The headline on the landing page for Choice Hotels’ new promotion fairly shouts the offer’s purported proposition: “Stay Two Separate Times, Earn One Night Free.”
But as is sometimes the case with travel-industry marketing, the reality is a bit more complicated.
Between May 19 and August 11, Choice Privileges members will be awarded enough bonus points to earn a total of 8,000 points after the second stay at Comfort Inn, Comfort Suites, Quality, Sleep Inn, Clarion, Cambria Suites, MainStay Suites, Suburban, Econo Lodge, Rodeway Inn, and Ascend Collection hotels.
For purposes of this promotion, a “stay” has two different definitions. The normal sense—one or more consecutive nights—applies for bookings at Comfort Inn, Comfort Suites, Quality, Sleep Inn, Clarion, Cambria Suites, or Ascend Collection hotels. But at Econo Lodge, Rodeway Inn, Suburban Extended Stay Hotel, or MainStay Suites hotels, a stay is defined as “two or more consecutive nights at one hotel regardless of check-ins or check-outs.”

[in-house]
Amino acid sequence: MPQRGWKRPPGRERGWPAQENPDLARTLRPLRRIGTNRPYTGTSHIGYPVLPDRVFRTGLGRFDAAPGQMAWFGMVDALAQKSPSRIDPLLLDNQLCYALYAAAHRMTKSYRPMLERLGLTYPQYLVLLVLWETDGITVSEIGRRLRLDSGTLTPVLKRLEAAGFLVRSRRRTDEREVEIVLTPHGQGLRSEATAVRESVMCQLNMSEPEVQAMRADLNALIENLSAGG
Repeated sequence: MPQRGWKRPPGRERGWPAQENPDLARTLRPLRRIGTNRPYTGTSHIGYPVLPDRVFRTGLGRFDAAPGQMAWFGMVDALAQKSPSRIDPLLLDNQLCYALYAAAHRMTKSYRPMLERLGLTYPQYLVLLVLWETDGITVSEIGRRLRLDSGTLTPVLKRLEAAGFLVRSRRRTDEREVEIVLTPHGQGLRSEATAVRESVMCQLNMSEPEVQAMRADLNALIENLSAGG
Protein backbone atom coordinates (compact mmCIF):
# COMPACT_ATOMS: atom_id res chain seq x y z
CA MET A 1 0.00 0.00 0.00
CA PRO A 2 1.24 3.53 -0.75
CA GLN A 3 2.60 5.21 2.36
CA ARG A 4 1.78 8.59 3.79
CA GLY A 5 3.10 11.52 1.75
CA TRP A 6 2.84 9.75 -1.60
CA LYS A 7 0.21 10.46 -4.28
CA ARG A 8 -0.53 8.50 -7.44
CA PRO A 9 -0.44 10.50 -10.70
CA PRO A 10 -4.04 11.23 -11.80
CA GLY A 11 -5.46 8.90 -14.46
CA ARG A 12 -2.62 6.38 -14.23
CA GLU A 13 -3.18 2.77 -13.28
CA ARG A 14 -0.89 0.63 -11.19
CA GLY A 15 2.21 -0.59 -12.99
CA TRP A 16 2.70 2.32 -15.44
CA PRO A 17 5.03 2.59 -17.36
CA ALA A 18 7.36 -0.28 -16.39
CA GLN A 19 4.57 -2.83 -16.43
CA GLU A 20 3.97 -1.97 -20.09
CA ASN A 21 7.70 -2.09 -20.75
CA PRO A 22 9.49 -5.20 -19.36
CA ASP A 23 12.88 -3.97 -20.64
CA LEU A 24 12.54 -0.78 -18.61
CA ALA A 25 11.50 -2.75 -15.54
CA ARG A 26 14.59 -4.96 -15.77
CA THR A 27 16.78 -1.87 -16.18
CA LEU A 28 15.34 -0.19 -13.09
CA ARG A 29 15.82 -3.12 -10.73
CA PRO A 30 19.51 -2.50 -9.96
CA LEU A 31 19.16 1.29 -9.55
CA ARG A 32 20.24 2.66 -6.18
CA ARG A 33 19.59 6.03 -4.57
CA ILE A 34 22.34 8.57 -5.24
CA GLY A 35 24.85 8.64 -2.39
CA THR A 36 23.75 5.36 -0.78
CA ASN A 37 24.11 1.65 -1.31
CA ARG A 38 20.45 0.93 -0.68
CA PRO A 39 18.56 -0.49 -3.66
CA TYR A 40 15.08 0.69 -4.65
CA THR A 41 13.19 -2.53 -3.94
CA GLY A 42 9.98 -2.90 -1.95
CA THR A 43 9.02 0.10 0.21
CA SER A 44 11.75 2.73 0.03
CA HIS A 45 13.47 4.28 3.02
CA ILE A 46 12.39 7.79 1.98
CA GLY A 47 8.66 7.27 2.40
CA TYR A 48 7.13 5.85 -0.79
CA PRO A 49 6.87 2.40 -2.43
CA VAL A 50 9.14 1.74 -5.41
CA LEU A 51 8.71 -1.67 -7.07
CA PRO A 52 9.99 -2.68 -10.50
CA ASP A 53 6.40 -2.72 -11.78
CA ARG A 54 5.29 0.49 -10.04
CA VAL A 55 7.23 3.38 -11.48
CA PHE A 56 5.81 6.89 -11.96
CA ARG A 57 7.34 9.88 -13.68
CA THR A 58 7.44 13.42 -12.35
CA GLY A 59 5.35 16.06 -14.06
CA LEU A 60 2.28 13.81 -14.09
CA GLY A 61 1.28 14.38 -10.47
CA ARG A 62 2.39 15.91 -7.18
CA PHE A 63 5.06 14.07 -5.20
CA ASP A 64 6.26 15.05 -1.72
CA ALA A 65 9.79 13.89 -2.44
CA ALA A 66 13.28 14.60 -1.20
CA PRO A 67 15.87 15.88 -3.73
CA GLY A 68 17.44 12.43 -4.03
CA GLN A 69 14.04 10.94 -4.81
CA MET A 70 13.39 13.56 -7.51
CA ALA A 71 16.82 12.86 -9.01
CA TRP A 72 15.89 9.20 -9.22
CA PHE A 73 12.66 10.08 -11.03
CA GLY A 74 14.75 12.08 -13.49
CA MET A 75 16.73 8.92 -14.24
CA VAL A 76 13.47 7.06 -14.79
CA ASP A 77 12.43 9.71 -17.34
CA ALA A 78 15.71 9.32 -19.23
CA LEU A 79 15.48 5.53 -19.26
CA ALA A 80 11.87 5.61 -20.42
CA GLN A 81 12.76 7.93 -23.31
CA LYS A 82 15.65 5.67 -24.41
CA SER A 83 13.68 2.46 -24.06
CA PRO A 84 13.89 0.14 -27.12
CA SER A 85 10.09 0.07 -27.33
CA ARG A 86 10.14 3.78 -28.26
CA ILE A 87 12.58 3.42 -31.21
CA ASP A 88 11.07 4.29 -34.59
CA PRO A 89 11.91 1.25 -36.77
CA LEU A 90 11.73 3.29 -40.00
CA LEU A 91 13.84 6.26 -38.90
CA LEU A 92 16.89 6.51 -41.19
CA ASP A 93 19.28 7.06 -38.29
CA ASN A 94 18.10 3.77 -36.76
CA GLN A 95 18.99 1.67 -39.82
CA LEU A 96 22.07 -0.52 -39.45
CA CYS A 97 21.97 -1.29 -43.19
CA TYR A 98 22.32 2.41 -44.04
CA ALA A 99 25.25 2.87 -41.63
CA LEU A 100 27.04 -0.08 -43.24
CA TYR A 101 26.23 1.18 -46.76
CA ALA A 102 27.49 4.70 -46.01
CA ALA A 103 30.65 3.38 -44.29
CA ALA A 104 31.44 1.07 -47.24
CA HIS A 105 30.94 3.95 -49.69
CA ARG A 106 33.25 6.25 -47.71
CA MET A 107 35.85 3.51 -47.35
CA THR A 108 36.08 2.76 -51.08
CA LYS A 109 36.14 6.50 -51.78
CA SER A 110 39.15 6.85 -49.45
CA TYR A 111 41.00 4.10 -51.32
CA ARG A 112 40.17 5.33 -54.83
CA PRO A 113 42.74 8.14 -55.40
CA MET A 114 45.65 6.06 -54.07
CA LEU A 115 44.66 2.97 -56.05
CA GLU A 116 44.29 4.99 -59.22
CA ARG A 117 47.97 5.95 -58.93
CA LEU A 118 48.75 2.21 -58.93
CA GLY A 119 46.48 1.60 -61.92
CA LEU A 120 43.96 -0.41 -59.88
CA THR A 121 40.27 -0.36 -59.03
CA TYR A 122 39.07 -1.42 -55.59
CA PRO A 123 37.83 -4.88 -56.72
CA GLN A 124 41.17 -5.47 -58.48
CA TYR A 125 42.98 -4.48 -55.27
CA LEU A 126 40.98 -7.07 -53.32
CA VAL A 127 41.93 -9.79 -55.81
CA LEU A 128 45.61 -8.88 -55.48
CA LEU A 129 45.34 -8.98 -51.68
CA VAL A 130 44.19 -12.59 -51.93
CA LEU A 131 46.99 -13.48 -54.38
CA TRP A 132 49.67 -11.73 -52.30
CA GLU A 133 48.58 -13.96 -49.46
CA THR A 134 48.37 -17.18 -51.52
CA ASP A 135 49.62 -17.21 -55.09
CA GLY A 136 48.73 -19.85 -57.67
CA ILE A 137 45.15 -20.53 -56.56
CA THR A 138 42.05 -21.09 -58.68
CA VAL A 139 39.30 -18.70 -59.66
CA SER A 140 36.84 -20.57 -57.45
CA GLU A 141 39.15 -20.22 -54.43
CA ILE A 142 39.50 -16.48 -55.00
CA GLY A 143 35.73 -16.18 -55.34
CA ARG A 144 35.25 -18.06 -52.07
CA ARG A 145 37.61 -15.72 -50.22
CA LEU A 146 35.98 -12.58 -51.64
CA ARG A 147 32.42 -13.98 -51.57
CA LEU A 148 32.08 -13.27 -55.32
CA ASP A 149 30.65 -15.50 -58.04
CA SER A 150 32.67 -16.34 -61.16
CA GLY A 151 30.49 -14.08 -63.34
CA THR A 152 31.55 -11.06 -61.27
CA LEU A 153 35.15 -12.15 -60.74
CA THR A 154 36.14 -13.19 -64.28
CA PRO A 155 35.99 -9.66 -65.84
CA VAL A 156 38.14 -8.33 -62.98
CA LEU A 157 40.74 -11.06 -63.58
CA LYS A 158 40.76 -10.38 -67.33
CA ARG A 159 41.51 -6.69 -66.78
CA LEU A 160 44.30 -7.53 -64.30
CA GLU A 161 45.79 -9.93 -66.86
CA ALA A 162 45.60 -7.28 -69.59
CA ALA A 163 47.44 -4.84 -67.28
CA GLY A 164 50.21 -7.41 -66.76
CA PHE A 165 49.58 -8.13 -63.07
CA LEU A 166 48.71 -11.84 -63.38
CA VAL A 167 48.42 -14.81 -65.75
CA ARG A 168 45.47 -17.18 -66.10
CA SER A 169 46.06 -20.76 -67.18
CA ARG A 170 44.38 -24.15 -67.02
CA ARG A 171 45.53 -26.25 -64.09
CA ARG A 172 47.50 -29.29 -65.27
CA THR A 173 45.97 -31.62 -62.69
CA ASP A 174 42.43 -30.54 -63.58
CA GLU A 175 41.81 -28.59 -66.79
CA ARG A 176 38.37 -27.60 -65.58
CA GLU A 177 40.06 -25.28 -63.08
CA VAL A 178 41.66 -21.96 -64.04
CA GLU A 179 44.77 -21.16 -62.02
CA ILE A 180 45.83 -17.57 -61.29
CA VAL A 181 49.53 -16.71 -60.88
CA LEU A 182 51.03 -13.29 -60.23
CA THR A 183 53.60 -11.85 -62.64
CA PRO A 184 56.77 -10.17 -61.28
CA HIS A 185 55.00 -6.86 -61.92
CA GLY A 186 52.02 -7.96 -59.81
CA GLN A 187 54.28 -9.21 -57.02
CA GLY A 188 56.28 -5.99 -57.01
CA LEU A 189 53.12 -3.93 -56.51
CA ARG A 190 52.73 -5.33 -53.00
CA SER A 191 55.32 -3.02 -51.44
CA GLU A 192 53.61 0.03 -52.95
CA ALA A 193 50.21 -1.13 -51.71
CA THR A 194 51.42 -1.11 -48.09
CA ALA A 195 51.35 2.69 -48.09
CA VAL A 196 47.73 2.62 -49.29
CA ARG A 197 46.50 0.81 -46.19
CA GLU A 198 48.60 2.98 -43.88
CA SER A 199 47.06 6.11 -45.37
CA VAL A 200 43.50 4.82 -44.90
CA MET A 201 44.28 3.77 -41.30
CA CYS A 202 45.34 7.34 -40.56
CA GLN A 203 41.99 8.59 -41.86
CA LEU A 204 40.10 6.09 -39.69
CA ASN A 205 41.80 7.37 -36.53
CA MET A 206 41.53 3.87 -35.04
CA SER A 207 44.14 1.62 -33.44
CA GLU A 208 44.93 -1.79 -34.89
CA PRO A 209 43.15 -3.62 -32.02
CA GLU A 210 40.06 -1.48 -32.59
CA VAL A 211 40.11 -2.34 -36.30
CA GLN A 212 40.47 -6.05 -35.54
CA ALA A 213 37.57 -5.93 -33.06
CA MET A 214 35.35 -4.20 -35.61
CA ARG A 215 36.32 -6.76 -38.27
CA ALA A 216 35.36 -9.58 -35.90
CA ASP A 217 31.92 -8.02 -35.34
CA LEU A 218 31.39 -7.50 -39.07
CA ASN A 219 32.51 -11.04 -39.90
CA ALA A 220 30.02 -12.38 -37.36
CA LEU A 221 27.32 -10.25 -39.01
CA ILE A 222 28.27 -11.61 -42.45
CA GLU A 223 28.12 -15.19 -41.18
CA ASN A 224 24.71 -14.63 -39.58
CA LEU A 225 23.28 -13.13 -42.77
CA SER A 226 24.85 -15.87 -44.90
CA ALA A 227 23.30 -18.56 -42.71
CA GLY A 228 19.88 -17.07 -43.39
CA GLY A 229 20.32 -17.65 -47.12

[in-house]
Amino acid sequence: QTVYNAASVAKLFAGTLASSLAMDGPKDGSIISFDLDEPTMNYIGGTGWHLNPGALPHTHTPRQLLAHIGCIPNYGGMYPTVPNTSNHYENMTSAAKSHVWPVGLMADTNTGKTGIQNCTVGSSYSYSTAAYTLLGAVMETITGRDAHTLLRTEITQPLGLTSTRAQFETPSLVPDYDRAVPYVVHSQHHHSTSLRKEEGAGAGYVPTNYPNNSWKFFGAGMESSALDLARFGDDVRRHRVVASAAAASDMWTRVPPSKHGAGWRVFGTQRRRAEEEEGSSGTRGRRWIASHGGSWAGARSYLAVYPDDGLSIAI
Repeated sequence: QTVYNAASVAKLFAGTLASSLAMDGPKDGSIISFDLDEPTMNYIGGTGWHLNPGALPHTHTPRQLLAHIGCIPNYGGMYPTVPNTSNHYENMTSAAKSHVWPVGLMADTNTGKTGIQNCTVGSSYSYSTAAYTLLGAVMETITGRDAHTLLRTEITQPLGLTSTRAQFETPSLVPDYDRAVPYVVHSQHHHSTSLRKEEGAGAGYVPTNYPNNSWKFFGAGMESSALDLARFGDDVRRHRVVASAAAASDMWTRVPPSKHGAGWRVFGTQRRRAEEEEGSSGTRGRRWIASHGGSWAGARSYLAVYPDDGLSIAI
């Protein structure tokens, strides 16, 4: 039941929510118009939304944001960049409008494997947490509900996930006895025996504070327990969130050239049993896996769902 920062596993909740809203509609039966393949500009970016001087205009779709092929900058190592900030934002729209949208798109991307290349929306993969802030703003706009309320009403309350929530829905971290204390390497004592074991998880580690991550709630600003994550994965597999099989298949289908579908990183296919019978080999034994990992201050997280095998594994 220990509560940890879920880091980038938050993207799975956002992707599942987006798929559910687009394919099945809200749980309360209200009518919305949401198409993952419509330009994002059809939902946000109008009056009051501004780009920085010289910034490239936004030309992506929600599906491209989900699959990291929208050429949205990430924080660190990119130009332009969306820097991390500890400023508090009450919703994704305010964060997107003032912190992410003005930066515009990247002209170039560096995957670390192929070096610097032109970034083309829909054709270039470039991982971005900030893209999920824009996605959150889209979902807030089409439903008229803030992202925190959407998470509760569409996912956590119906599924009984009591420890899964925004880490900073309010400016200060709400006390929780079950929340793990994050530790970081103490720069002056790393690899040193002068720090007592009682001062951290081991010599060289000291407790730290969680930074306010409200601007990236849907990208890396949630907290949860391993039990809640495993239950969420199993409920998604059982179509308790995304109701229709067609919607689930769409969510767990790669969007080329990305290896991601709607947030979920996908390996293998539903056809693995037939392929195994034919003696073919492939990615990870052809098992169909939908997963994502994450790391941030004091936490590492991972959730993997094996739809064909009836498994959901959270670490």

The 8,000 points are significant because that’s enough to redeem for a free night, but only in Choice Privileges’ two lowest award tiers, which account for just 1,500 of the more than 6,000 hotels in Choice’s network.
Choice Privileges General members and Gold elite members may earn the bonus up to four times, for 32,000 points. Platinum and Diamond elite members may earn the bonus up to 10 times, for 80,000 points.
Qualifying stays must be booked at ChoiceHotels.com or 1-800-4CHOICE.
Deal or No Deal
The communication of this offer is woefully short on clarity and transparency.
A free night? Yes, but only if you’re willing to settle for a stay at one of Choice’s least expensive properties.
Two stays to qualify? Yes, but only if each stay comprises two or more nights at some Choice brands.
The copywriters (and their bosses) need a refresher course in business ethics and communications.
There is also a strange (intended?) effect of awarding a total of 8,000 points for the qualifying stays. Those earning more points for higher-cost stays earn fewer bonus points. In effect, you’re penalized for paying a higher room rate. Aren’t marketing incentives normally designed to do just the opposite?
Quibbles aside, this is a solid offer, especially for those staying at lower-priced Choice properties, who stand to earn a hefty bonus relative to their spend.
Reader Reality Check
Am I being unduly harsh in my critique of this promotion’s communication?
This article originally appeared on FrequentFlier.com.
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